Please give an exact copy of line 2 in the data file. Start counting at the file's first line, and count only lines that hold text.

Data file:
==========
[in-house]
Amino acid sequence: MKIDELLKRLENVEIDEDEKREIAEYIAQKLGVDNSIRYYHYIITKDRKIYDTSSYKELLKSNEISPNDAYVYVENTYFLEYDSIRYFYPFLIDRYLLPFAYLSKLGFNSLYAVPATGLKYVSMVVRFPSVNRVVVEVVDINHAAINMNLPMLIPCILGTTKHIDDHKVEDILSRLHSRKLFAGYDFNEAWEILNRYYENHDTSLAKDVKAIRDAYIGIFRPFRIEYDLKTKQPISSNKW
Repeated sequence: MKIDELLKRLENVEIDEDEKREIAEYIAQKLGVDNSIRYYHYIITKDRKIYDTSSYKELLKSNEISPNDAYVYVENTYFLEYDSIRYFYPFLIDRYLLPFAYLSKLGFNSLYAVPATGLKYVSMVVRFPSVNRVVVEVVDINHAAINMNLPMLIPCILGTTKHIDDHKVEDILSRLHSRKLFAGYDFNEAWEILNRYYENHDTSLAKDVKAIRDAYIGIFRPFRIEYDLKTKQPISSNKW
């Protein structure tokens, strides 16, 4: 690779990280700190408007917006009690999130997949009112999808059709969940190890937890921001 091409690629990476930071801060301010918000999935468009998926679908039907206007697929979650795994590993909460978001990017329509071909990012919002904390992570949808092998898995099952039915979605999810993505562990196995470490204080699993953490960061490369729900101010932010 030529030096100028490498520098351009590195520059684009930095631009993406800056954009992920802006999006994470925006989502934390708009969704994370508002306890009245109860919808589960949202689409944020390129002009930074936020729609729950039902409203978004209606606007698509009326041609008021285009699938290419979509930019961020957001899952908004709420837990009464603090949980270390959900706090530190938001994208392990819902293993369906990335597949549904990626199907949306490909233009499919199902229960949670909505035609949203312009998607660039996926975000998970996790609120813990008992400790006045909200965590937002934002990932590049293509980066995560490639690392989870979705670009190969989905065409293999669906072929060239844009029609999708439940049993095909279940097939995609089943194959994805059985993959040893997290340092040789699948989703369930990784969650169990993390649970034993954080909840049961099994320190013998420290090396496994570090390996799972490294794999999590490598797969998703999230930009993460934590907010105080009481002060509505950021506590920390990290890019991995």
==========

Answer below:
Amino acid sequence: MKIDELLKRLENVEIDEDEKREIAEYIAQKLGVDNSIRYYHYIITKDRKIYDTSSYKELLKSNEISPNDAYVYVENTYFLEYDSIRYFYPFLIDRYLLPFAYLSKLGFNSLYAVPATGLKYVSMVVRFPSVNRVVVEVVDINHAAINMNLPMLIPCILGTTKHIDDHKVEDILSRLHSRKLFAGYDFNEAWEILNRYYENHDTSLAKDVKAIRDAYIGIFRPFRIEYDLKTKQPISSNKW